Modesto’s Fourth of July parade marked its 140th year on Friday. And for the past 50 of those years, members of the Vella-Ferrini family have been on the sidewalks cheering on the veterans, dignitaries, marching bands and others who roll or stroll the downtown route.
The matriarch of the group is Janice Vella, 70, whose history with the parade goes back even farther than 50 years. “I used to come to the parade when I was a little girl, long ago,” she recalled. Her parents were Aldo and Thelma Ferrini, and her dad owned and operated Ferrini Brothers Candy and Tobacco, a wholesaler, from 1936 to 1972.
But the uninterrupted tradition of family and friends gathering for the parade, heading their own way afterward and then meeting up again for fun, food and fireworks in the afternoon began in July 1964. “They bought a house in Modesto on Madrone, and moved in on July 1,” Vella said. When the Fourth came around, “they were still unpacking all the dishes and pots and pans. But all of the cousins came to the parade and then went back to the house and went swimming and had sandwiches.” Later in the day, the group had a barbecue, and then went to a fireworks stand, where people chipped in to end the holiday with a bang.
That set the template for a tradition that hit its 50th year Friday, Vella said. The Madrone Drive home now is occupied by Vella’s cousin Susie Wiens, who was in her mother’s “tummy” back in ’64, so in a way is marking her 50th year at the gathering, too. Folks still meet at the parade – Vella and others were out setting up their spots before dawn – go their separate ways for a while and then gather on Madrone to swim, eat (homemade ice cream always is a hit), visit and light those fireworks. The group picks a booth to support each year, and this time bought from the Gregori High School music department.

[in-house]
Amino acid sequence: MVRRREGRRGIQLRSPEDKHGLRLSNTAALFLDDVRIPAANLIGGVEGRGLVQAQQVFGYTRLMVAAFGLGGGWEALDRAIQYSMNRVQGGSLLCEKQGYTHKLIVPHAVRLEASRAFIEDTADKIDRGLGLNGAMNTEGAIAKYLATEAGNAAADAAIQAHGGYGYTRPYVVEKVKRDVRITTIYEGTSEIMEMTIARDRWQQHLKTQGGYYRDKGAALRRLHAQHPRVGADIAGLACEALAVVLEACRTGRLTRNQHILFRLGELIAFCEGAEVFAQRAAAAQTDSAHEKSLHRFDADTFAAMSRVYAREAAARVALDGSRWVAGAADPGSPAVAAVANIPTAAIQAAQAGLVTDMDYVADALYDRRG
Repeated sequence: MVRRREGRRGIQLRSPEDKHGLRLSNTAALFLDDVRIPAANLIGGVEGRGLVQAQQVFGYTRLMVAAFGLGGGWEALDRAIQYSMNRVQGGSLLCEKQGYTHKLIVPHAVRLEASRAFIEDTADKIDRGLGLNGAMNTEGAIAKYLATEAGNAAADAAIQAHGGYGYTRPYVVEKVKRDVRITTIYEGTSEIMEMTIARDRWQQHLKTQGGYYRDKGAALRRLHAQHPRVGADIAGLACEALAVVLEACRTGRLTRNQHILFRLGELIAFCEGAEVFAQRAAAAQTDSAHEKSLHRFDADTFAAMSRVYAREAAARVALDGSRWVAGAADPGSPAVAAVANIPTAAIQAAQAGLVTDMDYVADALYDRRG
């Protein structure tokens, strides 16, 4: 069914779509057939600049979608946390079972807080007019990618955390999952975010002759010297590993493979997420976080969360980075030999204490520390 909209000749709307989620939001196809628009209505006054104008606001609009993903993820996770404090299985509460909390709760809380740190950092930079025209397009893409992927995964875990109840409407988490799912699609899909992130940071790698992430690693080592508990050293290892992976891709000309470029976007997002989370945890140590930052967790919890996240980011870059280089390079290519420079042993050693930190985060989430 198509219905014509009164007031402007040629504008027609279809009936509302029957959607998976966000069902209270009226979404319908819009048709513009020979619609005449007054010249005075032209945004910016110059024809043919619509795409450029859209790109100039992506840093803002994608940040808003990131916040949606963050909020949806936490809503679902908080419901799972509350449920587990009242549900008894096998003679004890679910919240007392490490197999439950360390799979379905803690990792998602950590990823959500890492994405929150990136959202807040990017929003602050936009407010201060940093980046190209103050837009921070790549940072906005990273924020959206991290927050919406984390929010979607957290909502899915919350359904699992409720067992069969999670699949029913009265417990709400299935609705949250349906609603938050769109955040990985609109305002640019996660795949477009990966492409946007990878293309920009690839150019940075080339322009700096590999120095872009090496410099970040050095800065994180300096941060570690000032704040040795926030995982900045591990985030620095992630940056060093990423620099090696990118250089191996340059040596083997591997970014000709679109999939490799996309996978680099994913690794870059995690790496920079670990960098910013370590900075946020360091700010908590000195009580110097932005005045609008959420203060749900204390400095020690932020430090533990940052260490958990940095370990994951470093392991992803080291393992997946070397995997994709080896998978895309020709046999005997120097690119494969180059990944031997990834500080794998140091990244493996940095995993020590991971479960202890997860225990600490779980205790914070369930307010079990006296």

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Looking around her at the parade, Vella counted 25 family members and friends, and figured another five or six would be joining the group later in the day at the house. She pointed out a “daughter by love,” then elaborated: “I have no children, but I have all these children and grandchildren and great-grandchildren by love.”
Most are locals, but the number included folks from Oakland and Oakley and as far as North Carolina. Those East Coasters are the parents of Josh Johnson, who’s lived in Modesto four years. His parents came out to visit from Raleigh two years ago, were invited to the holiday gathering and were hooked, he said. “They come out here specifically for the parade. I’m dead serious,” Johnson said.
The number swells and ebbs from year to year – Vella and Wiens estimate the greatest turnout has been 40 to 45 – and some of the names and faces change, of course. For example, cousin Ron Freitas, 80, was at the 1964 gathering and many since, but couldn’t come this year, Vella said.
The presence of younger generations should ensure the gatherings keep going for some time, she said, but the older generations get just as excited. “I’m probably the biggest kid here,” Vella said, wearing a stars-and-stripes top, a glittery “USA” sticker on her face, and waving a flag steadily as the parade passed.
“The parade, we say, is the equivalent of the Rose Parade,” she said, “and the fireworks are the equivalent of being in New York. We have great imaginations.”
Wiens has been the hostess at the Madrone house since she moved in 15 years ago. She doesn’t mind the work that comes with the role; everyone’s great about pitching in for the potluck meal and cleaning up when the night comes to an end. “I just love the tradition,” she said. “As long as we can keep it going, we’ll keep it going.”